The Supreme Court declined to hear a challenge from the Authors Guild over their copyright battle with Google Books. (Jhaan Elker/The Washington Post)

The decade-long legal fight over Google's effort to create a digital library of millions of books is finally over.

The Supreme Court on Monday declined to hear a challenge from authors who had argued that the tech giant's project was "brazen violation of copyright law" -- effectively ending the legal battle in Google's favor.

Without the Supreme Court taking up the case, a federal appeals court ruling from October, which found that the book-scanning program fell under the umbrella of fair use, will stand.

Back in 2004, Google started scanning millions of books from major research libraries -- creating a vast database from the digitized copies known as Google Books. Users can search Google Books for quotes or keywords, and it will display paragraphs or pages of context for the results from within the books.

The Authors Guild started complaining about the project in 2005, arguing that Google Books had undermined writers by putting their work online for free.

Google and the Guild worked out a settlement at one point, but it was rejected by a district court judge in 2011. When the case reached the U.S. Court of Appeals for the 2nd Circuit last year, a panel of three judges sided with Google -- finding that the tech giant's efforts amounted to a "transformative" use of the material and that snippets from searching the database don't amount to a "substantial substitute" for an original book.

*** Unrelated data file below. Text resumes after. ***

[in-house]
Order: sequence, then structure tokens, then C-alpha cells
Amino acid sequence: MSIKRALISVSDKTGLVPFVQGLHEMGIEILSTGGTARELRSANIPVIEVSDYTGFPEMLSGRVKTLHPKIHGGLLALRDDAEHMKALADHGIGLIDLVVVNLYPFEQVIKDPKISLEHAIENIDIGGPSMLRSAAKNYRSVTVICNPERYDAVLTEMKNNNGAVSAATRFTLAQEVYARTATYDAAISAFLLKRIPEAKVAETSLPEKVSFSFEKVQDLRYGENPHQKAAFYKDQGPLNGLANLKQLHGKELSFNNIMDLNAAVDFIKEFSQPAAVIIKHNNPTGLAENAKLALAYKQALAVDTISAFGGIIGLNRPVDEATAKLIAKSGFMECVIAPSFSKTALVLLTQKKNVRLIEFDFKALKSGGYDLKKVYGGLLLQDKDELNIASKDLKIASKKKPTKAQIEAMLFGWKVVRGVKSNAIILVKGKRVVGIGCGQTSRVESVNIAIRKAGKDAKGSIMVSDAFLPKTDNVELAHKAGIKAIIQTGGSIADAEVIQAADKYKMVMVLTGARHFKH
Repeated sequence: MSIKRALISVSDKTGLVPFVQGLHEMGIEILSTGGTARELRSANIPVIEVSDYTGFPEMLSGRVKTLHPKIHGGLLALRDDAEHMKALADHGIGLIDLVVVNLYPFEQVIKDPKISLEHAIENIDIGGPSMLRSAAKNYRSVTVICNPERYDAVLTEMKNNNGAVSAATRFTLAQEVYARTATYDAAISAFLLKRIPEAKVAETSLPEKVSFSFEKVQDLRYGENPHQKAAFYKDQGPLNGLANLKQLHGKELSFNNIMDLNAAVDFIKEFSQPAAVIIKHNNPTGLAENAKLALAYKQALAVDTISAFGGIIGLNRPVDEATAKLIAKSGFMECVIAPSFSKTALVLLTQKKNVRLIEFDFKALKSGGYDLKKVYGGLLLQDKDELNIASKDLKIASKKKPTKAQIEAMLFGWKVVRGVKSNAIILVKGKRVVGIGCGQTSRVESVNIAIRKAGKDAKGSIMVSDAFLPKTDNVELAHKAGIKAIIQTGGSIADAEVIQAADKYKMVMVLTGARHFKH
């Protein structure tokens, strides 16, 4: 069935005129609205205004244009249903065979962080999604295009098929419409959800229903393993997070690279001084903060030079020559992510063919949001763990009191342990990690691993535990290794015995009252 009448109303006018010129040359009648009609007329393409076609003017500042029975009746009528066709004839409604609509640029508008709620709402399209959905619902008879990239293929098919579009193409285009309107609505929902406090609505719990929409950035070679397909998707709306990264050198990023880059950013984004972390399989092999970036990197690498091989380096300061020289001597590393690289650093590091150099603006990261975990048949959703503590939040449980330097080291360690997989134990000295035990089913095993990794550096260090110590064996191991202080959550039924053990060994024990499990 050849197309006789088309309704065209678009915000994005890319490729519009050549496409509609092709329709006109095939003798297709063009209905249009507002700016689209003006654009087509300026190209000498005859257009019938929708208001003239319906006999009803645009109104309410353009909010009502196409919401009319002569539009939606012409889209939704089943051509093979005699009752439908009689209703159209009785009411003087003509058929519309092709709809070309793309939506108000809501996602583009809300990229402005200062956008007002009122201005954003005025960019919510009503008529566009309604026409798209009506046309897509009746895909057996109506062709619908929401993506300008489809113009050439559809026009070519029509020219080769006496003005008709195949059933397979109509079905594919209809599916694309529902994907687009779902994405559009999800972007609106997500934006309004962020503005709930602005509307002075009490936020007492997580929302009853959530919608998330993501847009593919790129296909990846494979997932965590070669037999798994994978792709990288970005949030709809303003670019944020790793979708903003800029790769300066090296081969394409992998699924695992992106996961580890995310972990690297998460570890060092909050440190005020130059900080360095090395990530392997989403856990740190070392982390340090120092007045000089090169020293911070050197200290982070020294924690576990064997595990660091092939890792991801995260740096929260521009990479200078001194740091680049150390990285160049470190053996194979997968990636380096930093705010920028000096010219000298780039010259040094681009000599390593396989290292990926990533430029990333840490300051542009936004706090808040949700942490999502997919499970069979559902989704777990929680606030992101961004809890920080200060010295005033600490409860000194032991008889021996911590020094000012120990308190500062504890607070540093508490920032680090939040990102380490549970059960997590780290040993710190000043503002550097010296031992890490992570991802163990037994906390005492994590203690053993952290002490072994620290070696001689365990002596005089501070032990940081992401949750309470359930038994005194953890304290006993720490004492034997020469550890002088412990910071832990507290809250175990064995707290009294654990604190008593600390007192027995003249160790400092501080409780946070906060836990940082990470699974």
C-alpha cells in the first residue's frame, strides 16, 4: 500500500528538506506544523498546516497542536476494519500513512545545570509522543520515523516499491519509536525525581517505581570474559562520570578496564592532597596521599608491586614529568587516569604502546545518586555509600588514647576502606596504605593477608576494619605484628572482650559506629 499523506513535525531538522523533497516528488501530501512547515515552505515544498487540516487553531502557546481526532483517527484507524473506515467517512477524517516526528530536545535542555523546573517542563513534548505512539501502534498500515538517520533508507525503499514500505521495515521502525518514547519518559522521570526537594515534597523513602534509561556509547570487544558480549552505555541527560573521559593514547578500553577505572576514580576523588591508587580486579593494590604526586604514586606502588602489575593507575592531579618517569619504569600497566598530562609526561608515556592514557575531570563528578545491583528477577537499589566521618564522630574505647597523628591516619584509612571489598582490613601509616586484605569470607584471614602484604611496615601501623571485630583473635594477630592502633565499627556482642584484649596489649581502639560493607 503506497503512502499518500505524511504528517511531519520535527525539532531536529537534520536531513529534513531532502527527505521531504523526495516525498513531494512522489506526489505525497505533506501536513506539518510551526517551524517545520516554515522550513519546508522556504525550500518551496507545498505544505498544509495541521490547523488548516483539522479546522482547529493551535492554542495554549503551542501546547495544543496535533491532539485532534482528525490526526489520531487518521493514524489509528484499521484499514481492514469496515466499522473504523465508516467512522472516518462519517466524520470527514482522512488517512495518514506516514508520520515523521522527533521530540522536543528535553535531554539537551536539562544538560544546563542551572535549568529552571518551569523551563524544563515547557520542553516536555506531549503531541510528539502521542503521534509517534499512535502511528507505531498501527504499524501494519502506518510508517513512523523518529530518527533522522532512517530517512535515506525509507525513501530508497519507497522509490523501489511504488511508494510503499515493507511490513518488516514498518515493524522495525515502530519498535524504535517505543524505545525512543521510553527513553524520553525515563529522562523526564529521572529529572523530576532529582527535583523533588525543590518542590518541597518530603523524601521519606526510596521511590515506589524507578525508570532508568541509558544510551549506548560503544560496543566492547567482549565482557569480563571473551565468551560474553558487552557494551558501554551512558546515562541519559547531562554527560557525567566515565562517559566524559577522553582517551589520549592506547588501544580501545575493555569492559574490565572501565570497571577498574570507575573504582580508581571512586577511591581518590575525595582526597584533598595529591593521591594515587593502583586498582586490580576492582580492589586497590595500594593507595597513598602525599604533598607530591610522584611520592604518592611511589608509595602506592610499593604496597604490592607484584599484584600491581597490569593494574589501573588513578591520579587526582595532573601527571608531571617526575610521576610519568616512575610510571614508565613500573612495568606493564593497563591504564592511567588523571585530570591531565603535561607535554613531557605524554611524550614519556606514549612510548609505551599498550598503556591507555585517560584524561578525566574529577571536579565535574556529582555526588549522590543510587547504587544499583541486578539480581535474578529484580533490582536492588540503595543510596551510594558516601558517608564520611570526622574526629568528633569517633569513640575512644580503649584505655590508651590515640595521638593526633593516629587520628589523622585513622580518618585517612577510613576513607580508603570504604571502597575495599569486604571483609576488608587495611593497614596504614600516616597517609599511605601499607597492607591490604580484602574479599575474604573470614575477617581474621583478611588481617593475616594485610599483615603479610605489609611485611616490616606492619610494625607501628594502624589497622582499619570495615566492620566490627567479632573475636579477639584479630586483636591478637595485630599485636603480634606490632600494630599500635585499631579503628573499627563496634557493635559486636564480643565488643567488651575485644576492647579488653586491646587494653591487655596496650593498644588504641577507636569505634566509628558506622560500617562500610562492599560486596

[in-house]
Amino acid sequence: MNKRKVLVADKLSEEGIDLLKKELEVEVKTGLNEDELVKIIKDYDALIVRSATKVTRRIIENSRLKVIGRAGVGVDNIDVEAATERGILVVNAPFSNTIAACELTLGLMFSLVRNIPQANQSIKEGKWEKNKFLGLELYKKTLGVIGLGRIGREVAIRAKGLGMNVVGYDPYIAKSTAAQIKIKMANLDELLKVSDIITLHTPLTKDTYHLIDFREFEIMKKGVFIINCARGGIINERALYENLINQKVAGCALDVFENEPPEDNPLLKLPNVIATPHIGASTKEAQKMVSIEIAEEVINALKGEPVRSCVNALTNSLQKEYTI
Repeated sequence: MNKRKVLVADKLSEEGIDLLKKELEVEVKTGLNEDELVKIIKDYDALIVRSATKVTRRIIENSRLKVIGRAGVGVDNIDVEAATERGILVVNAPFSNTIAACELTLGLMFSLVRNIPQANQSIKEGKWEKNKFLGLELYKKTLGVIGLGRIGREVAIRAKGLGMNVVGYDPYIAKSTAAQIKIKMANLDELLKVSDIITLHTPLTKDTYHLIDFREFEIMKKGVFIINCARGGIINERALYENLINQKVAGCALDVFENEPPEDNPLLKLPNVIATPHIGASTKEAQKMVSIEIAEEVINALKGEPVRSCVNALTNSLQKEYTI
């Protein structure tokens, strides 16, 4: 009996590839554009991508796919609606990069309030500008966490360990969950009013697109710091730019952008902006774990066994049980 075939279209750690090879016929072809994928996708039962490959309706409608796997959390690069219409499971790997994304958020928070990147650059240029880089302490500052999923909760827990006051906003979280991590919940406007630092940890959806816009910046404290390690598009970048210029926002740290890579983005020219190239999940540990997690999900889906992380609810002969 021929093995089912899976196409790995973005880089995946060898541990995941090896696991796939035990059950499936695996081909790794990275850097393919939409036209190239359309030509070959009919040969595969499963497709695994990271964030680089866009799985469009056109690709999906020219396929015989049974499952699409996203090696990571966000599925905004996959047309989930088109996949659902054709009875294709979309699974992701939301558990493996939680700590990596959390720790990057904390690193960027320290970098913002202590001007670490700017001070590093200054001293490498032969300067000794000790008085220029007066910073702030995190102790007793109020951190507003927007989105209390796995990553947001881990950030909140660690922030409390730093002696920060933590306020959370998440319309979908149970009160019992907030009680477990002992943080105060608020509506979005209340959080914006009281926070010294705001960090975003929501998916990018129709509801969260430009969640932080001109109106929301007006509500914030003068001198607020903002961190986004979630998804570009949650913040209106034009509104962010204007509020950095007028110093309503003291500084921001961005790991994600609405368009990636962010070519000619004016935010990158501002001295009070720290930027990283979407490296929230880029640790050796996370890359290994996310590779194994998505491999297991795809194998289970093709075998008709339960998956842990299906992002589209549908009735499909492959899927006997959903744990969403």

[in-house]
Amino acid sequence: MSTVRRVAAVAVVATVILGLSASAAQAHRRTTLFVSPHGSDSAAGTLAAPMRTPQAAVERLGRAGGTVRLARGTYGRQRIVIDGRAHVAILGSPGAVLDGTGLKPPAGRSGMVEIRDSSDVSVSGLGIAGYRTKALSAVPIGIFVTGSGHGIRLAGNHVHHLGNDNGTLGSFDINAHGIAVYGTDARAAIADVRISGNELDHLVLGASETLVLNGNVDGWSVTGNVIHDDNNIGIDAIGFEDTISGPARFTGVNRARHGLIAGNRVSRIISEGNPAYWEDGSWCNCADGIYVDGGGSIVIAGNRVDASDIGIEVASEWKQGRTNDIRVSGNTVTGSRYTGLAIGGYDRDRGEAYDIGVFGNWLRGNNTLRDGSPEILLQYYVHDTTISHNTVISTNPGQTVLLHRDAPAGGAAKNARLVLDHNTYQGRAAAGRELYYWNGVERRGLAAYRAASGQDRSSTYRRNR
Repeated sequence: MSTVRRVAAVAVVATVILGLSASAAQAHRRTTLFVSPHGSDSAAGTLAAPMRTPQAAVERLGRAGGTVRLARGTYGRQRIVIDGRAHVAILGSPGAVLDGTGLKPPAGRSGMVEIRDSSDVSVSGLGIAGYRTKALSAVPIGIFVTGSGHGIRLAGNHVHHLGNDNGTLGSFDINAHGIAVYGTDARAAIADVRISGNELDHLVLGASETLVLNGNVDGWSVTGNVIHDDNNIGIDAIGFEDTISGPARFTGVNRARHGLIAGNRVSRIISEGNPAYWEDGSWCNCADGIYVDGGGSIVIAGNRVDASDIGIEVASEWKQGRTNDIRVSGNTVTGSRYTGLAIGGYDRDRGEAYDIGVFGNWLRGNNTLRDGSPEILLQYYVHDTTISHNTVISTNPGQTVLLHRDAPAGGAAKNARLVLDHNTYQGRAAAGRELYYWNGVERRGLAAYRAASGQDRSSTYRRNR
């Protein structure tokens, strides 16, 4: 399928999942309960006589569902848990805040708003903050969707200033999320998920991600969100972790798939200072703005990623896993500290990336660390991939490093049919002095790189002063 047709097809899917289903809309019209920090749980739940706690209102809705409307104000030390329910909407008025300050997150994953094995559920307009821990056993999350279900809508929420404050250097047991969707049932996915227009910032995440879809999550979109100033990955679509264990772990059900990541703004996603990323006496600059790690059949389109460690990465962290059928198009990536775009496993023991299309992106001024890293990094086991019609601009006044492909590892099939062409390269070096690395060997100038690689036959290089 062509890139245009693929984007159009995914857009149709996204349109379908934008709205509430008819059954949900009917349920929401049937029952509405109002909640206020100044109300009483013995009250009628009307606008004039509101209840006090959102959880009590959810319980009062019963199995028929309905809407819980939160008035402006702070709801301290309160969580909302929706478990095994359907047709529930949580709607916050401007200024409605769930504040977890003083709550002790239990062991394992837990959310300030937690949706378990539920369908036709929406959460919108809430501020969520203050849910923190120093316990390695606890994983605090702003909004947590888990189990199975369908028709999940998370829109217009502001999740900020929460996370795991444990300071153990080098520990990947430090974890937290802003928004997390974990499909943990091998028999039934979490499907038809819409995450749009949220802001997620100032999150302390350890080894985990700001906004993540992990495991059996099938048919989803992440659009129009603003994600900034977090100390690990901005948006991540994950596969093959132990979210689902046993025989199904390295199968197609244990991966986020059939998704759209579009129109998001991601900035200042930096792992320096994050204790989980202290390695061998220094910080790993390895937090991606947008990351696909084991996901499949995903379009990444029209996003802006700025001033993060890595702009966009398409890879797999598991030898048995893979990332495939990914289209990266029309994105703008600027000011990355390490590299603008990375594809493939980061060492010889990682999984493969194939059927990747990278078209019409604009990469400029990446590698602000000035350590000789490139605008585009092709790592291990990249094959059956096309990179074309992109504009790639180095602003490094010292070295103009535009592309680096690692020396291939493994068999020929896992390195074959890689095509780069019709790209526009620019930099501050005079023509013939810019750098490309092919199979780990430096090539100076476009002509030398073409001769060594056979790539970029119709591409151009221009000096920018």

The Authors Guild then asked the Supreme Court to review the decision -- a request that was denied Monday.

“Today authors suffered a colossal loss,” Authors Guild President Roxana Robinson said in a statement about the high court's decision. Other groups, including the Copyright Alliance, also expressed disappointment at the decision.

"In declining to take the case, the Supreme Court let stand a Second Circuit decision that dramatically expands the boundaries of the fair use doctrine’s transformative use test, which affects creators and copyright owners of all types," Copyright Alliance chief executive Keith Kupferschmid said in a statement.

Google, which had filed a brief opposing the guild's appeal, praised the court's decision to pass on the case.

"We are grateful that the court has agreed to uphold the decision of the Second Circuit, which concluded that Google Books is transformative and consistent with copyright law," the company said in a statement. "The product acts like a card catalog for the digital age by giving people a new way to find and buy books while at the same time advancing the interests of authors."